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SCENE SUMMARIES WITH NOTES
ACT I, SCENE 2
Prospero, who is the rightful Duke of Milan, stands outside a cave with his daughter Miranda, watching the storm toss the ship ashore. Miranda appeals to her father to use his magical powers to calm the storm, not realizing that it is his magic that has caused the tempest. She says she has seen the ship break up on the rocks and heard the shrieks of drowning seamen. Her tender heart is filled with pity. Her father reassures her and tells her the shipwreck has not injured anyone. He explains that he has caused the storm and shipwreck for a reason. Then he removes his magical robes and begins to tell her the history of her childhood and the circumstances that brought them to the island when she was just a baby.
Twelve years earlier, Prospero was the Duke of Milan, and Miranda was his only heir. Prospero had a younger brother, Antonio, to whom he had entrusted the business of ruling the dukedom while he himself spent his time learning as much as he could. Unfortunately, while Prospero was concentrating on his studies, Antonio was busy making plans to seize the dukedom for himself, with the help of Alonso, King of Naples. Since Antonio could not kill his brother directly, he arranged to put Prospero and young Miranda in a small boat and set them out on the sea without tackle, sail, or mast. What Antonio did not know, however, was that kind-hearted Gonzalo had secretly stored provisions, water, clothing, and some books on magic in the boat. Prospero and his daughter drifted ashore on the island, where they have lived undisturbed until the present.
After listening to her father's account of their history, Miranda asks Prospero why he has raised the terrible storm. He replies that the storm has forced his enemies to land on the island. Prospero then prevents his daughter from asking more questions by casting a magic spell on her so that she immediately goes to sleep.
While Miranda is asleep, Prospero calls for Ariel, an airy spirit whom he commands. Ariel reports to Prospero on the storm and the fear he has caused in the stranded royal party. Ariel says he appeared before the royal passengers in the form of a flame and frightened them all into jumping off the ship and swimming to shore on the other side of the island. The crewmen who remained on board the ship are sleeping unharmed under a magical enchantment. The young Prince Ferdinand is separated from the other royal party and thinks they have all perished. After listening to Ariel's account, Prospero tells him that during the next couple of hours they have much work to do. Ariel, however, reminds Prospero that he has been promised his liberty for the work he has already done. At this Prospero flies into a rage. He scolds Ariel and calls him an ungrateful wretch who has already forgotten the torment from which he has been freed. He then proceeds to tell the story of how the airy spirit first came under his command.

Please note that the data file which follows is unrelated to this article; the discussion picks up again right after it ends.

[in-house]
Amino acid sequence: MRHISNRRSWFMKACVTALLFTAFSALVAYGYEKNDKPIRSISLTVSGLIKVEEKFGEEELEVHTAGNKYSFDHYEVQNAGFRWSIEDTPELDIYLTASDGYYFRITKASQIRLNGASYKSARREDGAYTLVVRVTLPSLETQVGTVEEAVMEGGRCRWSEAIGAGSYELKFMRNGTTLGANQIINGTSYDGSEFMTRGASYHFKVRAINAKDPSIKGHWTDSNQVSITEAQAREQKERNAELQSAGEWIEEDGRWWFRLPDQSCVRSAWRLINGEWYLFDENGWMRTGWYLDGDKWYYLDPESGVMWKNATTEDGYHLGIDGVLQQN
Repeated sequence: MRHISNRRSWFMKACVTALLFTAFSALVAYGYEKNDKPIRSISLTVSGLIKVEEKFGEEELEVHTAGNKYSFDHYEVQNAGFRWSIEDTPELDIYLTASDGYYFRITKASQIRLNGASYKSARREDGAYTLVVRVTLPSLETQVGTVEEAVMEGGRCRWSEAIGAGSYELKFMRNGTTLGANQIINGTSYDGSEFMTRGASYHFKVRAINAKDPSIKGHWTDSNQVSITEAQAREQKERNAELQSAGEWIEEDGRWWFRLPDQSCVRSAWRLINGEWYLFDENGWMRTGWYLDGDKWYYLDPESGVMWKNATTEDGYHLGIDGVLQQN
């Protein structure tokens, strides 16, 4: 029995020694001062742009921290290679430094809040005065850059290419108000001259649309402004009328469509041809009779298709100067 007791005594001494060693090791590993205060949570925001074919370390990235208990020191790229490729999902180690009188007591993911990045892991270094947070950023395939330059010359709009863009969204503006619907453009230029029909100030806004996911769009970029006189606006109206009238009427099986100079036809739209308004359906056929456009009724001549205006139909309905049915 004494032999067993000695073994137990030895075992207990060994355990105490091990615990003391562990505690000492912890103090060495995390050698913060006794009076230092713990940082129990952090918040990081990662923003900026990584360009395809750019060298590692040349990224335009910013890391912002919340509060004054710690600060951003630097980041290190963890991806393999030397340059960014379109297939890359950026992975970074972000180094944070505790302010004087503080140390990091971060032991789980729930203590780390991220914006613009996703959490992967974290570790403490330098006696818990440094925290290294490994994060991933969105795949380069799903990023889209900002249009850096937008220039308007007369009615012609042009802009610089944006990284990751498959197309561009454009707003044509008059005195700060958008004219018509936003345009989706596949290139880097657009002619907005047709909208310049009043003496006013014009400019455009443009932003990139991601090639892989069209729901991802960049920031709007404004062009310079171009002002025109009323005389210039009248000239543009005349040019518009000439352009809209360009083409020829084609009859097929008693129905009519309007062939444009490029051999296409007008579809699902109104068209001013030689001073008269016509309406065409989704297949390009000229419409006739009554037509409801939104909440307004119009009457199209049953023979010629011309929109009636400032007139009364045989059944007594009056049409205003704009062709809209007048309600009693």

When Prospero first landed on the enchanted island, he found Ariel imprisoned in a pine tree by an evil witch named Sycorax. When Sycorax died, Ariel could not free himself and had been stuck in the spell for twelve years. Prosperous heard Ariel's wailing and released him. After recounting this story, Prospero promises Ariel his freedom within a week if all of his orders are properly carried out. He then sends Ariel to fetch Ferdinand, the young prince, and bring him to his part of the island.
Prospero wakes Miranda and calls for Caliban, the son of the witch Sycorax, to bring him some wood. The animal-like Caliban crawls out of his rock and curses both Prospero and Miranda; he hates them both since he was lord of the island until Prospero arrived. Prospero reminds Caliban how he originally found him in the woods, took him home, and taught him how to speak. In addition, he indignantly reminds Caliban that they had been friends until Caliban tried to rape Miranda. Prospero finally reminds Caliban that he is helpless against Prospero's magic, and if he wants to be spared from further punishment, he will obey.
Ariel, now invisible to all except Prospero, comes in singing and followed by Prince Ferdinand. Miranda sees Ferdinand, the first man she has seen in twelve years, except for her father. In her eyes, he is as beautiful as a god, and he is equally awestruck by her loveliness. Though Prospero has hoped for an attraction between Miranda and Ferdinand, he is not ready to announce his approval; part of his plan depends on timing. To stall things, he pretends to think that Ferdinand is a spy. He takes him prisoner and threatens to feed him roots and seawater. Miranda is devastated and assures Ferdinand that her father does not generally behave like this and is usually more gentlemanly than he appears at the moment. Ferdinand tells her that he is not bothered by Prospero's threats as long as he is permitted to look upon her lovely figure from his cell.